DMV Electric Service specializes in the installation of Electrical Vehicle (EV) Charging Stations for commercial and residential properties. As the adoption of hybrid and electrical vehicles increases, so does the need to have EV Charging Stations available to tenants.
The EV (electric vehicle) movement has finally gained some real momentum in the past couple of years. The EV market in the United States broke records in 2022, estimated at just under 918,500 light electric vehicle sales. This was over two and a half times more than in 2018—the year which marked the beginning of a strong demand for Tesla’s Model 3. The sedan is one of the best-selling electric vehicles on the U.S. market.
According to the registration data from Experian (via Automotive News), the total number of EV registrations during the first three months of 2023 is 63 percent more than a year ago and about 7 percent of the total market (up from 4.6 percent in Q1 2022).
That’s a trend that is bound to pay handsome environmental dividends down the road. But it also raises the question of just how and where all these new EVs are going to recharge.
Currently, the District of Columbia is home to more than 5,000 electric vehicles, but only about 250 public chargers, according to the Department of Motor Vehicles and DDOT.
A new bill introduced in January 2023 calls for the increase of Electric Vehicle chargers in Washington DC by 2027. The transportation planning board is hoping that 90% of vehicles will be electric by 2040 to combat climate change.
The Different Types of EV Chargers and Their Uses
Most people are not yet familiar with the charging station, what it is or how it works. And that’s understandable. But it’s in everyone’s interest that we all get to know these important infrastructure items as well as we know the common gas pump. Because the day is not far off when they will be replacing the gas pump in many areas.
The first thing to know about EV charging stations is that there are 3 different levels of charging. The differences are driven by the available electrical resources at a given location, as well as by the type of vehicles the station is intended to serve. Let’s take a quick look at the 3 levels of EV charging stations.
Level 1 Chargers
Level 1 electric vehicle chargers are often called “household” chargers since they are typically installed in the home and use a standard 120 Volt AC outlet. The great advantages of the Level 1 station are that it doesn’t require any significant changes to the wiring in your home and, of course, it’s in your home. So you can plug in when you get back from work then go inside and relax. When you come out to go to work in the morning your car will be charged and ready to go.
If there is a downside to the level 1 charging station, it’s speed. As in, they’re slow. With Level 1 charging it will take a typical EV 10 – 20 hours to fully recharge from a depleted battery. The good news, however, is that most people only drive their cars 10 or 20 miles a day. As such they’re not recharging a depleted battery. Instead, they’re topping up their battery. Which can often be done in 4 or 5 hours.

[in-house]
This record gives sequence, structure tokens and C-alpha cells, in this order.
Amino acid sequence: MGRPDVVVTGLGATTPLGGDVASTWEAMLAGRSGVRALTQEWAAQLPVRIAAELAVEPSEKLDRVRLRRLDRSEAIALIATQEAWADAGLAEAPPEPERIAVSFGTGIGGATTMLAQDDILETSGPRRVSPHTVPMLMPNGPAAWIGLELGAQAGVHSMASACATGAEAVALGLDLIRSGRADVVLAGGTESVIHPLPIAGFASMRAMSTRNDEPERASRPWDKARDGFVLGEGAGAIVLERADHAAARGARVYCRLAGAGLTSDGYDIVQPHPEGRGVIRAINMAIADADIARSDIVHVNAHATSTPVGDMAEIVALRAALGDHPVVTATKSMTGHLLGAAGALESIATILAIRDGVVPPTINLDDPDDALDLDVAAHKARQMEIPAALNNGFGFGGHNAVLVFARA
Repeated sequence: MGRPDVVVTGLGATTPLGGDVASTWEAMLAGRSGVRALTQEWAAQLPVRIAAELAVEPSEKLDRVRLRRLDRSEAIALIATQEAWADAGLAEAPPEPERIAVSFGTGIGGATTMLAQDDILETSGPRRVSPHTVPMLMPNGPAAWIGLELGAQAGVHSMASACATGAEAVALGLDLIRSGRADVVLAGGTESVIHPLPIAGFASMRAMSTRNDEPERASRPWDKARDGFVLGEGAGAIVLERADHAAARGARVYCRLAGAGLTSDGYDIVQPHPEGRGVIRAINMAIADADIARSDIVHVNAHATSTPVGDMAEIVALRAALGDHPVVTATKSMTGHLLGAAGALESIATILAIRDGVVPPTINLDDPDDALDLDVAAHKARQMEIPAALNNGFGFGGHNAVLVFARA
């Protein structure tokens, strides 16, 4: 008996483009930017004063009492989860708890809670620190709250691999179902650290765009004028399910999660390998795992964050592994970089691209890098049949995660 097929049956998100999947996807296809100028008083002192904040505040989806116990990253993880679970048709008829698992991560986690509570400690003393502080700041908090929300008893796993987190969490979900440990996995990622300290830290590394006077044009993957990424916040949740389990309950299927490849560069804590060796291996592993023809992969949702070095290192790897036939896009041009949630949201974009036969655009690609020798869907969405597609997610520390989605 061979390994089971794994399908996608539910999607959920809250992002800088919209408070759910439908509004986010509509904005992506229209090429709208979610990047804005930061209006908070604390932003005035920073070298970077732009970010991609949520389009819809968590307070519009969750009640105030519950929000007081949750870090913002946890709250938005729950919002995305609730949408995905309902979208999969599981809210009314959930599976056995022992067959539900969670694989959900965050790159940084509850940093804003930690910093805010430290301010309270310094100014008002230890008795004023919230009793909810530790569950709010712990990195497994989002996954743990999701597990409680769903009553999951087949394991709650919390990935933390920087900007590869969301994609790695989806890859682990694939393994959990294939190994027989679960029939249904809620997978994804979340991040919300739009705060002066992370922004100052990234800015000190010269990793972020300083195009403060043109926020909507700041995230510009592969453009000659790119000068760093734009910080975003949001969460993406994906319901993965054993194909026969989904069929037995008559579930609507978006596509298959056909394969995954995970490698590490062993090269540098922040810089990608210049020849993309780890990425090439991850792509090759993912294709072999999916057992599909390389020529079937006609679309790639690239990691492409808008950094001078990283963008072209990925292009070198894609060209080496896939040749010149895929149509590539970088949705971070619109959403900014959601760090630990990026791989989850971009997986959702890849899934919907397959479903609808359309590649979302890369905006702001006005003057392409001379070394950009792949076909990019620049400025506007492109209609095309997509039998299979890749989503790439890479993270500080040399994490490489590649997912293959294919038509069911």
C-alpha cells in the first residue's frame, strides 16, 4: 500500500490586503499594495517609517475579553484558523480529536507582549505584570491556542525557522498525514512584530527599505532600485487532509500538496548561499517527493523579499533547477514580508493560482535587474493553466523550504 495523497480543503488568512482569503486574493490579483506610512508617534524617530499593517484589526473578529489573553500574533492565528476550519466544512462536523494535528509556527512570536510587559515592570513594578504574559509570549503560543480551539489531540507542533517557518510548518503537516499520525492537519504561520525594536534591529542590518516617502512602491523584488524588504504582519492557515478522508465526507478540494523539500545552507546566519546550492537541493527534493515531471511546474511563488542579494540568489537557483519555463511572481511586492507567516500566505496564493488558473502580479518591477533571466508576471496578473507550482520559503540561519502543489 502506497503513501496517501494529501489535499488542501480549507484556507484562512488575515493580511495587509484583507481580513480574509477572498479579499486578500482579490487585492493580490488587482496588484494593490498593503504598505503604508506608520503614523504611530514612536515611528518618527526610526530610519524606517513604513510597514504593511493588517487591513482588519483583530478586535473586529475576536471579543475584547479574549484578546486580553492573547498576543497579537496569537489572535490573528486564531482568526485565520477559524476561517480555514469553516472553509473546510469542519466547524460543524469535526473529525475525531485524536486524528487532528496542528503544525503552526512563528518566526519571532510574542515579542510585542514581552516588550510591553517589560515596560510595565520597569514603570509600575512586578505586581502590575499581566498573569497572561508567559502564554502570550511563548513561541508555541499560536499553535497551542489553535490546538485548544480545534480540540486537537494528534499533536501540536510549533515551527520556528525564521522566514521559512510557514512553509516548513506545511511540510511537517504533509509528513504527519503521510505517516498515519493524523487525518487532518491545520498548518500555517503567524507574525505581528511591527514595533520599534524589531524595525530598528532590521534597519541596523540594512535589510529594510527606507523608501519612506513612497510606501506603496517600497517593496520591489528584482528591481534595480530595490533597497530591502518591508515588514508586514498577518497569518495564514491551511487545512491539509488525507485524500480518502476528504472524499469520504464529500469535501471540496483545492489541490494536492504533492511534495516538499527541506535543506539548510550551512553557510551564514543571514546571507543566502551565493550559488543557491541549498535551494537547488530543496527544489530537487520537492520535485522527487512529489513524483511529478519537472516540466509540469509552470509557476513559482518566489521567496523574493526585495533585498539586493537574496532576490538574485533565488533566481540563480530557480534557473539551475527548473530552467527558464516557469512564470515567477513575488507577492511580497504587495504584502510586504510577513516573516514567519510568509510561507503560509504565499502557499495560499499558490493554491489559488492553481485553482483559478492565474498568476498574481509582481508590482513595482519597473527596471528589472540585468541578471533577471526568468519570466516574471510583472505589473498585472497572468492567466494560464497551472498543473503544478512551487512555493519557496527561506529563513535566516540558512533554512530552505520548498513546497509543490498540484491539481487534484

We’ve installed scores of Level 1 electric chargers in homes all across the GTA and continue to do so on nearly a daily basis. In many ways, it is these homeowners who are leading the way to the EV future by transforming the technology from something mysterious and remote to an everyday part of modern domestic life.
Level 2 Chargers
Level 2 chargers are commonly referred to as “business chargers” since they are most often installed in places such as malls, restaurants, and office buildings. The Level 2 charger uses a 240 Volt AC outlet, which means it’s considerably faster than the standard 120 Volt. Whereas a Level 1 charger might take 10 – 20 hours to fully charge a depleted battery, a Level 2 charger can charge the same battery in 3 – 8 hours.
You’ll sometimes hear Level 2 charging referred to as “opportunity charging”. It gets that name because people typically take advantage of the opportunity to recharge their EV if they find a Level 2 charging station in a mall or restaurant parking lot.
Homeowners will sometimes have Level 2 chargers installed in their homes because they’re so much faster and again, they don’t require any fancy changes to wiring in the house. Also, tax credits may be available to help cover the cost of installing such a charger in your home.
Level 3 Chargers
Level 3 charging is typically referred to as “commercial charging”. It is by far the fastest, most powerful type of EV charging there is. Level 3 charging is DC charging. It bypasses the onboard AC charging mechanisms in electric vehicles and attaches directly to the battery. As a result, an EV can receive a full charge in 30 minutes or less.
Tesla is building their own network of Level 3 charging stations across North America. But otherwise, Level 3 charging stations are still pretty rare. You’ll typically find them in airports or bus terminals where they are used to recharge electric buses and trucks.
Into the Future
The future of electric vehicles in the DMV and indeed, across all of North America is bright and DMV Electric Service is proud to support a more environmentally friendly future.